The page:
Ingrid Allik, Naima Neidre and Tiiu Pallo-Vaik
The exhibition “Like Stones in Flowing Water” will be opened in Tallinn City Gallery on Thursday, 10 September at 6 pm. It speaks of the consistent yet admirably changeable work of three artists, which is simultaneously both modest and powerfully self-assertive. Curator Tamara Luuk has invited these three particular artists to make a joint exhibition, indicating that poetry, intuition, beauty and harmony also walk their sunny path today, refusing to let it grow wild.
Tiiu Pallo-Vaik, Naima Neidre and Ingrid Allik, the three artists at this exhibition, are like colourful, polished stones that become ever more radiant in the passing of time. Obstructing or redirecting this passage with their physicality is out of the question – they are too fragile. Also unthinkable is being randomly rolled here and there by the flowing water. For this, they hold too much weight.
Tiiu Pallo-Vaik has gone through several creative stages in her career, from abstract images, portraits and landscapes to diffused abstractions based on natural forms. She is well familiar with the lightness of watercolour and pastosity of oil paint, and she has experimented with collage and poetry engraved on the picture surface. Her recent paintings are covered with crackle lines created with a fine pen and oil paint. Their sharpness makes the painting itself look surprisingly soft. It is reminiscent of the Japanese Raku pottery technique mastered by Ingrid Allik. It also evokes the automatism of a fine etching or an ink line, carefully commanded by Naima Neidre in her prints.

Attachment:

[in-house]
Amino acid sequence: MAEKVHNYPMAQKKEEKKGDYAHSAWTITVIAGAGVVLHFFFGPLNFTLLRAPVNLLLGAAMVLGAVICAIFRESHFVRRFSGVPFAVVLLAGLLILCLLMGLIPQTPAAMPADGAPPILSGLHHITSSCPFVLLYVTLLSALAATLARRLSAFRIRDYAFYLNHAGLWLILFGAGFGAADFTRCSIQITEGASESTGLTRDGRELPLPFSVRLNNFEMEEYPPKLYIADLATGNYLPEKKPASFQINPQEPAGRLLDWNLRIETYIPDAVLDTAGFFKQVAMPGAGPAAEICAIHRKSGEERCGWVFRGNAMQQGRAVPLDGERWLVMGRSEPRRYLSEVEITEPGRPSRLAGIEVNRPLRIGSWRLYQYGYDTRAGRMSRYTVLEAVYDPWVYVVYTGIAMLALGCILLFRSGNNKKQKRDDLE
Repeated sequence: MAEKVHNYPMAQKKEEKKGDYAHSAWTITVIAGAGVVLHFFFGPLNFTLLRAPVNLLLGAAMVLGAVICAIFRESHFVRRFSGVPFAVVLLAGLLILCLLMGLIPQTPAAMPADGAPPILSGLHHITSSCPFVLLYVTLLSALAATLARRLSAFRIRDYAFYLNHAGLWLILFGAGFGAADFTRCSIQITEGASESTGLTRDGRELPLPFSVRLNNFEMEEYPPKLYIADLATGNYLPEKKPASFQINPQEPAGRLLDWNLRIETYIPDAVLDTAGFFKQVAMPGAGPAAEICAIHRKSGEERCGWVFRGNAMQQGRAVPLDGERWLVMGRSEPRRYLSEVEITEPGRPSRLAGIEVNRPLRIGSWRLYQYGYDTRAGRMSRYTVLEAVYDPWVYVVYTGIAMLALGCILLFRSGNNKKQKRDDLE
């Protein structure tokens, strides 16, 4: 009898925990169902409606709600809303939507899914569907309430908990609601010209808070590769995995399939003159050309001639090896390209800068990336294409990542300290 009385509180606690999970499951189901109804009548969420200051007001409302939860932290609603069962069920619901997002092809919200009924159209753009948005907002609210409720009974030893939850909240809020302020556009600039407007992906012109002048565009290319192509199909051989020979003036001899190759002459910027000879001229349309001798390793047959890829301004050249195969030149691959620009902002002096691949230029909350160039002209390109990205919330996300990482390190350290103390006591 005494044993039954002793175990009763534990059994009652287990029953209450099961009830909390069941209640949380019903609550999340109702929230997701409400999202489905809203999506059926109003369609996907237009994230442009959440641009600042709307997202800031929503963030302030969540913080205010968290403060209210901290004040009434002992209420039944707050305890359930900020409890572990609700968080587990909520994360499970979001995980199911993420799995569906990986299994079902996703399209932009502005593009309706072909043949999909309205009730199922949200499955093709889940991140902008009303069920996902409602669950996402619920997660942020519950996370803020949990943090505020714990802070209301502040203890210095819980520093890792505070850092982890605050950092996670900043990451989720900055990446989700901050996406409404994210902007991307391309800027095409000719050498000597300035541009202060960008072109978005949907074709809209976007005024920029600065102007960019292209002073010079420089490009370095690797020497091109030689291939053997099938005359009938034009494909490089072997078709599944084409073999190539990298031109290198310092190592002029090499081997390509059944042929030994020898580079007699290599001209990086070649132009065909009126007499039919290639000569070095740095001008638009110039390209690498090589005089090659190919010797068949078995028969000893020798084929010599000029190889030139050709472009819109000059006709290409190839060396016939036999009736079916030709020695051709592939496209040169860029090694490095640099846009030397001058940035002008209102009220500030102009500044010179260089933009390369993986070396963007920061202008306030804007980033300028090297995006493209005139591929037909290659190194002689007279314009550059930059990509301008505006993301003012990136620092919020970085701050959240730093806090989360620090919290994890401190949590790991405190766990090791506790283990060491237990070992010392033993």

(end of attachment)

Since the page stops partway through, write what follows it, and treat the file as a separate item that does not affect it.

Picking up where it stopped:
Naima Neidre’s greatest artistic achievements are undoubtedly related to her long career in printmaking. There is thorough craftsmanship, feminine patience and firm sensitivity characteristic of the Golden Age of Estonian printmaking in her work. For some time now, Neidre has been dedicated to colour, and her unique and bold approach to watercolour makes her the biggest surprise in this exhibition. The fragility, tenderness and vulnerability that used to seem inseparable in her work with lines have been replaced by the spectacular strength of colour and image, guided by playful intuition.
All three artists love little things and stories that unveil the grand gestures of nature. Ingrid Allik is insurmountable in capturing these. Her extensive experience in teaching and working with young people, combined with her interest in Japanese culture, are the basis of her openness and willingness to experiment. Rather than striving for maximum impact with a striking image, she builds her complete installations on the mutual pull of objects and materials. Although she loves stones, she herself is more like a constantly moving wave that embraces everything from time to time. Ingrid is a binding element, a unifying flow in this thoroughly poetic procession of the three artists in an exhibition that doesn’t have a loud voice. Rather, it is a suggestive, harmonious-sounding hum.
Tiiu Pallo-Vaik (1941) graduated from Tartu Art School and the State Art Institute in painting. She was awarded the grand prix at the Baltic Watercolour Triennial and the Kristjan Raud prize and medal as well as several other awards.
Naima Neidre (1943) graduated from Tartu Art School and the State Art Institute in printmaking. She was awarded first prize at the Riga Miniature Print Triennial, first prize at the Tallinn Print Triennial and the Kristjan Raud prize and medal.
Ingrid Allik (1958) graduated from the ceramics department of the State Art Institute and has worked as head of the department. As an expert in Raku ceramics and author of a book on this technique, she currently works as an assistant professor at the Estonian Academy of Arts. She was the first to be awarded Ceramic Artist of the Year in Estonia.